The Wachowskis’ Films Ranked Worst to Best (Photos)

·7-min read
The Wachowskis’ Films Ranked Worst to Best (Photos)

Who could have predicted that the screenwriters of “Assassins” — a 1995 Sylvester Stallone–Antonio Banderas thriller now best-remembered as the source of a popular meme — would turn out to be two of the most exciting filmmakers of their generation? Lana and Lilly Wachowski went on to great acclaim with their debut feature, blockbuster success and multiple Oscar wins for the original “The Matrix,” and more than two decades of ambitious, but not always successful, sci-fi follow-ups. With “The Matrix Resurrections” finally arriving in theaters, let’s look back at their career of feature-length films so far.

Honorable Mention: “Sense8”: “Happy F*cking New Year” (2016): Lana and Lilly Wachowski and “Babylon 5” creator J. Michael Straczynski teamed up for one of the most ambitious sci-fi stories of the 21st century, a sprawling ensemble drama about eight people living across the world from each other, connected by a single spirit. Able to share thoughts, experiences, skills, and even each other’s bodies, this short-lived series was one of the television highlights of the past decade. The two-hour Christmas TV movie, airing between Seasons 1 and 2, doesn’t stand on its own, but it’s a potent two-hour dive into the storyline, with thoughtful explorations of how celebrity queerness is treated in the media, along with excellent character work throughout.

Honorable Mention: “Sense8”: “Amor Vincit Omnia” (2018): Unceremoniously canceled after two seasons, the unfinished storylines of “Sense8” were crammed into a single motion picture that wraps up the entire series with ambition and style. With that many plates to spin, though, there was no way to prevent “Amor Vincit Omnia” from feeling rushed. Directed solely by Lana Wachowski (as was “Happy F*cking New Year”), it’s nothing less than remarkable how well the final “Sense8” movie comes together, with satisfying conclusions to each storyline and hope for a globalist future that feels just as refreshing and powerful today as it did upon its release.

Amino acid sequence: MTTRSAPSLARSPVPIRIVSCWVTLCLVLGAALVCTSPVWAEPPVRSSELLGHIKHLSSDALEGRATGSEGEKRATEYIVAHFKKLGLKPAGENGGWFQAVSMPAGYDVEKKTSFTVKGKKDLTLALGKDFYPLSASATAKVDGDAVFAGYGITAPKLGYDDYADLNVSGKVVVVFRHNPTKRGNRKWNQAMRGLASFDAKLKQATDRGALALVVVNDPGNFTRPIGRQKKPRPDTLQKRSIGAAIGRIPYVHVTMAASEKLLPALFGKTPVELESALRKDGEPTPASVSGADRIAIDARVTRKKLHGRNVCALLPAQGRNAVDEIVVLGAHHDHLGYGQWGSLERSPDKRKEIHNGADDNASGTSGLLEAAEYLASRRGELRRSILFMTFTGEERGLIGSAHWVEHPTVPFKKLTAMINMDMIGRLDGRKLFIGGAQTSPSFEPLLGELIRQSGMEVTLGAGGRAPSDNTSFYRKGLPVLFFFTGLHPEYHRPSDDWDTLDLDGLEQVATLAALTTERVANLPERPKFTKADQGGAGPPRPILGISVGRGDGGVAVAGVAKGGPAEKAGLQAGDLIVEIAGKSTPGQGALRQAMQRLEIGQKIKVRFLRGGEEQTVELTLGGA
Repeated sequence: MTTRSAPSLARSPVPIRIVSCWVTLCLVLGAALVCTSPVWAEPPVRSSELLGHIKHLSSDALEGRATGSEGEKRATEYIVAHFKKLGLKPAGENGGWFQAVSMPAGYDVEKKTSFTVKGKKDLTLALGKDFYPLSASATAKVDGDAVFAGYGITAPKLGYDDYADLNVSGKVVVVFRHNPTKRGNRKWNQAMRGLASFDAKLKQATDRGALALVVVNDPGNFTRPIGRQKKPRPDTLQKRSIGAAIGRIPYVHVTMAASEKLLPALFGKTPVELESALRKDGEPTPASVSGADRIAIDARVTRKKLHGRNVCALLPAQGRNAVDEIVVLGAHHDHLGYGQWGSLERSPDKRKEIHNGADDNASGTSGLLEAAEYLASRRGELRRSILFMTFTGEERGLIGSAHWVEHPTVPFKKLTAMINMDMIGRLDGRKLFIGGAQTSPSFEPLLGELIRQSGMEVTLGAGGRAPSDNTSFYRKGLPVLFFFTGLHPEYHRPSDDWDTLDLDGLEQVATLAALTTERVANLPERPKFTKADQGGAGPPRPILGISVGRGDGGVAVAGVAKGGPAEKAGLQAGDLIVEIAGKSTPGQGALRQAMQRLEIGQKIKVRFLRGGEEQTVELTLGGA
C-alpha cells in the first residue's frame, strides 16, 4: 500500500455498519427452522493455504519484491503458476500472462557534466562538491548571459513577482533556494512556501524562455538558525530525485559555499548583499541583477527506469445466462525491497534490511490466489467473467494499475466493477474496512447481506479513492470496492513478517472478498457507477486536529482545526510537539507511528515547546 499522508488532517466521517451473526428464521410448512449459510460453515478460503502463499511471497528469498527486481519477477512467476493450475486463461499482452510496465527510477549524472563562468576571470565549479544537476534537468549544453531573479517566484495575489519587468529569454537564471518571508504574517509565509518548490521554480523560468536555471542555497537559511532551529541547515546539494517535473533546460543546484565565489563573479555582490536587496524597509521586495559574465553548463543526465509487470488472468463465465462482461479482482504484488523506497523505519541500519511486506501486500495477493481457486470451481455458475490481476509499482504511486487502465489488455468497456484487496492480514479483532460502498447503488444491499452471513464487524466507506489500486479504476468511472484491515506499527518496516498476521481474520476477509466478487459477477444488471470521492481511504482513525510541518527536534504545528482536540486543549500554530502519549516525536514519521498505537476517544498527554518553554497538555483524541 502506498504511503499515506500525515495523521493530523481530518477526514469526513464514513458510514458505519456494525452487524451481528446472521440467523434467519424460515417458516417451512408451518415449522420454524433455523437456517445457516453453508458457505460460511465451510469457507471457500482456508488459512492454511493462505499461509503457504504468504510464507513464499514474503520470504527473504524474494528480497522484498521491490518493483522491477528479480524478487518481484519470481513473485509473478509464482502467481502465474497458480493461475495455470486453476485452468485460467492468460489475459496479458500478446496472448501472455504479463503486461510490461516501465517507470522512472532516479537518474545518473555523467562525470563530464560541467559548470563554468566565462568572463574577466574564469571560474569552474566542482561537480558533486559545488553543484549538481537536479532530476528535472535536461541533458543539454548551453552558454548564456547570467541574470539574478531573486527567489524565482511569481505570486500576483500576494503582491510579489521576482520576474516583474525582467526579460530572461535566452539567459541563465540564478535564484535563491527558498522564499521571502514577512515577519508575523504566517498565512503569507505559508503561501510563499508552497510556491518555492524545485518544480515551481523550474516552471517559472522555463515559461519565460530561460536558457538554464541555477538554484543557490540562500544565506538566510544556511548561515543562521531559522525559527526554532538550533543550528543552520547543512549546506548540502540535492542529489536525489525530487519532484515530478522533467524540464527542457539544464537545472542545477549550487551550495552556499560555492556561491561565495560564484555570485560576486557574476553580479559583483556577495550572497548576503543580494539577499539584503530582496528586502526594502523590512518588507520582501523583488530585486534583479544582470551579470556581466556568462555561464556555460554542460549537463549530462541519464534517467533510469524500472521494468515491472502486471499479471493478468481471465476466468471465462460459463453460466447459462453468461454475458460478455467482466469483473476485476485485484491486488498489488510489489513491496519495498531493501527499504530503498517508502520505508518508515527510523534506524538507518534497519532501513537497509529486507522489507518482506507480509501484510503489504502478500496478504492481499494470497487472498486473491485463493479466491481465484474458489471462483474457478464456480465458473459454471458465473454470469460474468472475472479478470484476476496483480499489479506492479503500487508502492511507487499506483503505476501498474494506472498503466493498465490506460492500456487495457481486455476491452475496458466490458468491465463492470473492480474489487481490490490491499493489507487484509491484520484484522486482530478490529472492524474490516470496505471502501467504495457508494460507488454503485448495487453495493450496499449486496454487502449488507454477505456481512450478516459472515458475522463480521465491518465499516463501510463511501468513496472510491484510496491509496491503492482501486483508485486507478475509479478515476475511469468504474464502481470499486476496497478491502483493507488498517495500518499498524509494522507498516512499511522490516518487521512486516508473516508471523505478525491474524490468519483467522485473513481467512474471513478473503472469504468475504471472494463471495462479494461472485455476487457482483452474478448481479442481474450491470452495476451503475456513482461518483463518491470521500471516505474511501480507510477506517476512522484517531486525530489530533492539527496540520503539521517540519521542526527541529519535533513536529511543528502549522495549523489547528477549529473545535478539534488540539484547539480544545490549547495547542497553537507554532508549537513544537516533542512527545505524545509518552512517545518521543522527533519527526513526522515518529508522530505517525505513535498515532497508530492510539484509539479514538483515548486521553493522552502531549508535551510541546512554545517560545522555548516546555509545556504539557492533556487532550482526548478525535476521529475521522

8. “The Matrix Revolutions” (2013): The conclusion to the original “Matrix” trilogy has bold ideas about free will and exciting ticking-clock action sequences, as the machines assault the last human city, and Neo and Trinity struggle to find a way out of the never-ending cycle of life and death in which the machines have trapped humanity. Less time than ever is spent in the actual Matrix, which means if you don’t love the poorly developed new “real” human characters and their poorly developed world — which you probably don’t, since they’re poorly developed — it’s hard to muster much enthusiasm about their plight. But the Wachowskis are still taking big thematic swings, and the action-packed high points keep “Revolutions” from being a complete disappointment.

7. “Cloud Atlas” (2012): The Wachowskis’ most ambitious motion picture since “The Matrix” tells the story of the same souls throughout hundreds of years, as they are reborn repeatedly into new people and circumstances, and the ripple effect of individuals throughout history cascade into gigantic consequences no one could ever have predicted. Co-directed by Tom Tykwer, “Cloud Atlas” works in fits and starts, but its concept of unifying the human experience is completely undermined by the creative decision to illustrate that theme through the use of make-up effects that are undeniably loaded with generations of racist connotations. The themes of interconnectivity and the film’s many complex editing tricks would later be used to significantly more powerful effect in their Netflix series “Sense8.”